An application is a set of components which are instantiated and run as required. There is not really an entry point or main() function.
There are four types of application component: activities, services, broadcast receivers and content providers.
- An Activity is a functional unit of the application, which may be invoked by another activity. It has a user interface of some form. An application may incorporate a number of activities. One activity may be nominated as the default which means that it may be directly executed by the user.
- A Service is similar to an activity, except that it runs in the background without a UI. An example of a service might be a media player that plays music while the user performs other tasks.
- Broadcast Receivers simply respond to broadcast messages from other applications or from the system. For example, it may be useful for the application to know when a picture has been taken. This is the kind of event that may result in a broadcast message.
- A Content Provider supplies data from one application to others on request. Such requests are handled by the methods of the ContentResolver class. The data may be stored in the file system, the database or somewhere else entirely.
When you develop an Android application, you need to describe it to the system and this is achieved by means of a manifest file. This is an XML file called AndroidManifest.xml which is stored in the root folder of the application’s file system.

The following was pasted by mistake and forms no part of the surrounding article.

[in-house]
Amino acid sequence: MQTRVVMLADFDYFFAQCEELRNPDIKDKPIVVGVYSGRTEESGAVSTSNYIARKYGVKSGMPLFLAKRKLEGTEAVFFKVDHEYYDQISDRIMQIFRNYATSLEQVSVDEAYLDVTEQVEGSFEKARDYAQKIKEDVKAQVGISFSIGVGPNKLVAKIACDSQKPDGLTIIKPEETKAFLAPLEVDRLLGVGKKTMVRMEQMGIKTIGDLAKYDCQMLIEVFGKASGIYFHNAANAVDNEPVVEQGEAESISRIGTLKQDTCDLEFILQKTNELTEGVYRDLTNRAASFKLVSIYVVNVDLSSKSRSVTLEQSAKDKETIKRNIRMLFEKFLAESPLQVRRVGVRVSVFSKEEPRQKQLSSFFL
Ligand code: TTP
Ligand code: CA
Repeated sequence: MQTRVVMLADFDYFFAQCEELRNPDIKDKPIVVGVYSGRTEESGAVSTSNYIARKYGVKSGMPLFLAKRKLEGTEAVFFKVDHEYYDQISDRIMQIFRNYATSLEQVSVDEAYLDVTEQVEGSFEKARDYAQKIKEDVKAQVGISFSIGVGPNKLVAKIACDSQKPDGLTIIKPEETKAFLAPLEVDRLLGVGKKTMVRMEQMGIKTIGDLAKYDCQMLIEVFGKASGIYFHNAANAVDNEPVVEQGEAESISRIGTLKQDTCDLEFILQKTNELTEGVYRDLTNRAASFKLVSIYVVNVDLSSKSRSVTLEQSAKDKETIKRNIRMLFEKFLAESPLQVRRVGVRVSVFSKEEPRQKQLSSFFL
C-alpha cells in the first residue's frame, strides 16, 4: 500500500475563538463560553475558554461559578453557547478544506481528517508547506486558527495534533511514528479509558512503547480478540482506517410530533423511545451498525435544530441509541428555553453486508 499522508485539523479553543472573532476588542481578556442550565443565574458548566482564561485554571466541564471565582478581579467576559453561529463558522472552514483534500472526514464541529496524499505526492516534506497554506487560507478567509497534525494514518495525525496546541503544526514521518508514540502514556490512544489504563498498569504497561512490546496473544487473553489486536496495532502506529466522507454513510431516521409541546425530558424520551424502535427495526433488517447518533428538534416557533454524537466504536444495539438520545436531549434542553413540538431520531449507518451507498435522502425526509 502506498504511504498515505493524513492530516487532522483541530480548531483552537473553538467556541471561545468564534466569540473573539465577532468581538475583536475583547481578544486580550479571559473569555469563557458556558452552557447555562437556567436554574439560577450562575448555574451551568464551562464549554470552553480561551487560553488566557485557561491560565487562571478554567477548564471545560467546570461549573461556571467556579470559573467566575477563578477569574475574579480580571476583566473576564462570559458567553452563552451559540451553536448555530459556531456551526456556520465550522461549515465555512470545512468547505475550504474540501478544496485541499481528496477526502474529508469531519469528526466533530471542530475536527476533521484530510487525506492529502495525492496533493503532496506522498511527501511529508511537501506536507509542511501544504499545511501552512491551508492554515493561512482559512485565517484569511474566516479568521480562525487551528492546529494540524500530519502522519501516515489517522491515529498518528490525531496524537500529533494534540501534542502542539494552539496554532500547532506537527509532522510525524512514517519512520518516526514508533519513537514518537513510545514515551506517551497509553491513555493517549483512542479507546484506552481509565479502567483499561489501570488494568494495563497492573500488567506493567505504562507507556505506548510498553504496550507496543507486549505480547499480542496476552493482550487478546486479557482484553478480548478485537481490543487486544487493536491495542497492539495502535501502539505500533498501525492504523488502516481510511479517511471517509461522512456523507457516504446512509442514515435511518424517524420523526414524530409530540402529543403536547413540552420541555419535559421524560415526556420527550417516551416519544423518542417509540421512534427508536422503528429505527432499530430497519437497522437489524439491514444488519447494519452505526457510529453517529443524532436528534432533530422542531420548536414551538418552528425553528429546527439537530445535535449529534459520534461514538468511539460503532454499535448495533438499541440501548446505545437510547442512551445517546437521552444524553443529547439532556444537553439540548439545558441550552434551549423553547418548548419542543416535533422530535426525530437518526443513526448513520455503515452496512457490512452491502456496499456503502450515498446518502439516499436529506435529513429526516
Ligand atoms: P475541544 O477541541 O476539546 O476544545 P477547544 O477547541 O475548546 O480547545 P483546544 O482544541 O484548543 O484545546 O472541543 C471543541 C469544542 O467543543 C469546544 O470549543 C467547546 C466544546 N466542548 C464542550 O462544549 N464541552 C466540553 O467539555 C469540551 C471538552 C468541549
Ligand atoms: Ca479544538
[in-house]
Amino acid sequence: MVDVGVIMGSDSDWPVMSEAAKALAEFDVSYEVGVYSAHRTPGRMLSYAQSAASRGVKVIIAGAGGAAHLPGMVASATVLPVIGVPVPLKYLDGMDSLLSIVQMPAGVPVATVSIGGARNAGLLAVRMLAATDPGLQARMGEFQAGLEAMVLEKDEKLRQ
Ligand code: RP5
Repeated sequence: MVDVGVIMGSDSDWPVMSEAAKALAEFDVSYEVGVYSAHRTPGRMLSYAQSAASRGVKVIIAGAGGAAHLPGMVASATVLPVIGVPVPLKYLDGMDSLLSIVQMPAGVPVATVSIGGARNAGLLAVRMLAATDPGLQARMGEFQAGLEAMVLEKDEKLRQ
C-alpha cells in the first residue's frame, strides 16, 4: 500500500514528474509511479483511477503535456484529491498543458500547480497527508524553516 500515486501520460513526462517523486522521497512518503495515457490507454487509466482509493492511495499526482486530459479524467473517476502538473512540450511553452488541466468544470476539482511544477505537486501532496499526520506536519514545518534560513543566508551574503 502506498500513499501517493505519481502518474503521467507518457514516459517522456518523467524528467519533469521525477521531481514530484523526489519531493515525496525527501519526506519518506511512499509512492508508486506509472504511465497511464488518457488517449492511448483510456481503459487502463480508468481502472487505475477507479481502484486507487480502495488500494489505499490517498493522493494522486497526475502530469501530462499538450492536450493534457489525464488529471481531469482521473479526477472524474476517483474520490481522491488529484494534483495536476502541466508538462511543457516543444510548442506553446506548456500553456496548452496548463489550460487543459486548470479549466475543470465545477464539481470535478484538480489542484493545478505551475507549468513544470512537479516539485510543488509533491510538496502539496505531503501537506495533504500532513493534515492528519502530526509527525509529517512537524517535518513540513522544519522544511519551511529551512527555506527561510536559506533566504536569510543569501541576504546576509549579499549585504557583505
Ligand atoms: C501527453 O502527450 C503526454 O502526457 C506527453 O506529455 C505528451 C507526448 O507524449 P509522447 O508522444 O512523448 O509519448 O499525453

This outline example of a manifest file includes the definition of a single activity called MyActivity:
When an Android application wishes to obtain some functionality from another application or from the system, it can issue an Intent. This is an asynchronous message which is used to activate an activity, service or broadcast receiver. For an activity or service, the specific action and location of data is included.
Although an intent may include the specific activity required, it can be more generalized and the request resolved by the system. This mechanism is governed by Intent Filters. These filters specify what kind of intents the activities and services of an application can handle. They are described in the manifest file, thus:
Until very recently, Android deployment has been very focused on mobile handsets. This was Google’s target market and the available software IP and development tools are designed and configured with this in mind.
The potential for Android is enormous in other market areas – anywhere that sophisticated software, including connectivity and a user interface, encapsulates the functionality of a device. Consumer, telecom, automotive, medical and home applications are all attractive candidates for the deployment of Android. However, there are challenges in moving away from mobile phones.
Having a cool solution is great, but it is not useful unless it solves a real world problem. The challenge with electronic devices going forward is connectivity and interoperability. Android is well placed to address these issues.
The Mentor Graphics approach to enabling Android to reach a wider market is to bring three key attributes to bear on the issue: the supply of development tools, software IP and professional services. The goal is to take Android and create specific editions, tailored to various markets.
Mentor Graphics Support for Android